Intelligent Transportation Systems (ITS) improve transportation safety and mobility and enhance productivity through the use of advanced communications technologies. ITS encompass a broad range of wireless and traditional communications-based information and electronic technologies.
When integrated into the transportation system’s infrastructure and within vehicles themselves, these technologies relieve congestion, improve safety and enhance productivity.
Here in New Zealand, the NZTA has a clear focus on the integration of ITS into our national roading network. They have drawn up standards and specifications to define the requirements for the design, delivery and integration of ITS equipment into the national roading network. This includes devices such as vehicle detection systems, lane control signals, ramp signals, variable message signs, CCTV cameras, incident detection, emergency telephones, cabling and ducting.
What is an intelligent transport system?
An intelligent transportation system is an advanced application that aims to provide innovative services relating to different modes of transport and traffic management which enable users to be better informed and make safer, more coordinated and ‘smarter’ use of transport networks.
Intelligent transport systems are an integral part of smart transportation initiatives and the wider smarter cities movement and have become an indispensable component of smart cities where mobility is a key concern for any city, whether this is going to school, college, the office or running daily errands and attending appointments.
An ITS can save citizens’ time and contribute to making a city ‘smarter’. An ITS enriches lives providing prior and up-to-date information about traffic, real-time running information, seating availability and more. All of which reduce travel time for commuters as well as enhancing safety and comfort.
As well as reducing congestion, an ITS also improves road safety and efficient infrastructure usage.
Technology used in intelligent transport systems
According to a report by the Genesee County ITS Objective, “Shaping our Transportation Future Together”, there are 16 technologies that make up an intelligent transport system, divided into intelligent infrastructure systems and intelligent vehicle systems:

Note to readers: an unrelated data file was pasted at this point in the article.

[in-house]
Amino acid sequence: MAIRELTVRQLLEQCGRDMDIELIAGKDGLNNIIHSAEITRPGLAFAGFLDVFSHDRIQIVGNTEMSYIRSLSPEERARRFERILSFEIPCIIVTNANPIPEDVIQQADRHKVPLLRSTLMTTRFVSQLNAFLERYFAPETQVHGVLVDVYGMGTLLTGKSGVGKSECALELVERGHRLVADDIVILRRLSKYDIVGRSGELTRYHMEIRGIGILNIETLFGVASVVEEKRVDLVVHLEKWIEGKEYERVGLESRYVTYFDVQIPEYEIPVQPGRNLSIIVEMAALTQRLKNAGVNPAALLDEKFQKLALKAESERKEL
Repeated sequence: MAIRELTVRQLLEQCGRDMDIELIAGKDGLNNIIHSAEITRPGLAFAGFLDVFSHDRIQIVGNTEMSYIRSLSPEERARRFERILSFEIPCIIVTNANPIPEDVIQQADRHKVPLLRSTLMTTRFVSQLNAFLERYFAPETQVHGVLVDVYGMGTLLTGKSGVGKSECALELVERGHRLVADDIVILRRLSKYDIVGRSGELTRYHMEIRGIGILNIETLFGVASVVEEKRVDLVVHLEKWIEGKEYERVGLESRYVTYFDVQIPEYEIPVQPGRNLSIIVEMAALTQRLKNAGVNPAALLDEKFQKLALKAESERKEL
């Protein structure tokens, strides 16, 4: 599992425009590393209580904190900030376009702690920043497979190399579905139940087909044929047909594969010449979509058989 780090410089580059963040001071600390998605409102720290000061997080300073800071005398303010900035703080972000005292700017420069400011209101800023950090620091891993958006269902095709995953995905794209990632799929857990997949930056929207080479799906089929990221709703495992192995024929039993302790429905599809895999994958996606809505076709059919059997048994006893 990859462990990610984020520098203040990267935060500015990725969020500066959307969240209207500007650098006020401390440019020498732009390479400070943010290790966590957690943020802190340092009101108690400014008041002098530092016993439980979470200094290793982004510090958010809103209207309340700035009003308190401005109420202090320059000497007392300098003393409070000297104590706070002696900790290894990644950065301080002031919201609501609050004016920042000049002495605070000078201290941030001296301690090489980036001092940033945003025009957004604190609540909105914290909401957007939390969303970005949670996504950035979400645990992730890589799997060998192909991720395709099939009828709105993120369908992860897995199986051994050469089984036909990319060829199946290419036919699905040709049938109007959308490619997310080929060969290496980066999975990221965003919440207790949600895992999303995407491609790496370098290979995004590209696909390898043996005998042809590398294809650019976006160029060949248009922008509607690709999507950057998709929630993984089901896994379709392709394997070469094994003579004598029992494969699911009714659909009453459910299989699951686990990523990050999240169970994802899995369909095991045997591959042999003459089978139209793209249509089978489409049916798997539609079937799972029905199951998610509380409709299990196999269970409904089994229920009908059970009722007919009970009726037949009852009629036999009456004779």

- Arterial Management
- Freeway Management
- Transit Management
- Incident Management
- Emergency Management
- Electronic Payment and Pricing
- Traveller Information
- Information Management
- Crash Prevention and Safety
- Roadway Operations and Maintenance
- Road Weather Management
- Commercial Vehicle Operations
- Intermodal Freight
- Collision Avoidance Systems
- Driver Assistance Systems
- Collision Notification Systems
Together, these technologies comprise an intelligent transport system, helping to improve travel conditions and improve the overall ‘liveability’ of a city.
How Intelligent Transport Systems work
Now we have an understanding of the technology that powers an ITS, it’s also important to understand how information is collected and analysed to improve transport networks.
Typically, a Traffic Management Centre (TMC) acts as the vital hub where all data is collected and analysed. These are usually run by transportation authorities, such as the NZTA here in New Zealand.
From the Traffic Management Centre, data is collected, analysed and fed back into the system to provide accurate information to travellers. Feedback is also provided to relevant service providers so informed decisions can be made about fleet management, driver safety and transport network conditions such as congestion, accidents, or break downs.
For an ITS to be effective, it relies on accurate collection of relevant data. Strategic planning needs precise, extensive and timely data collection and observations. Data is collected using a variety of hardware including automatic vehicle identifiers, GPS, sensors and cameras. The data collected includes traffic count, travel speed, location, delays and vehicle weight.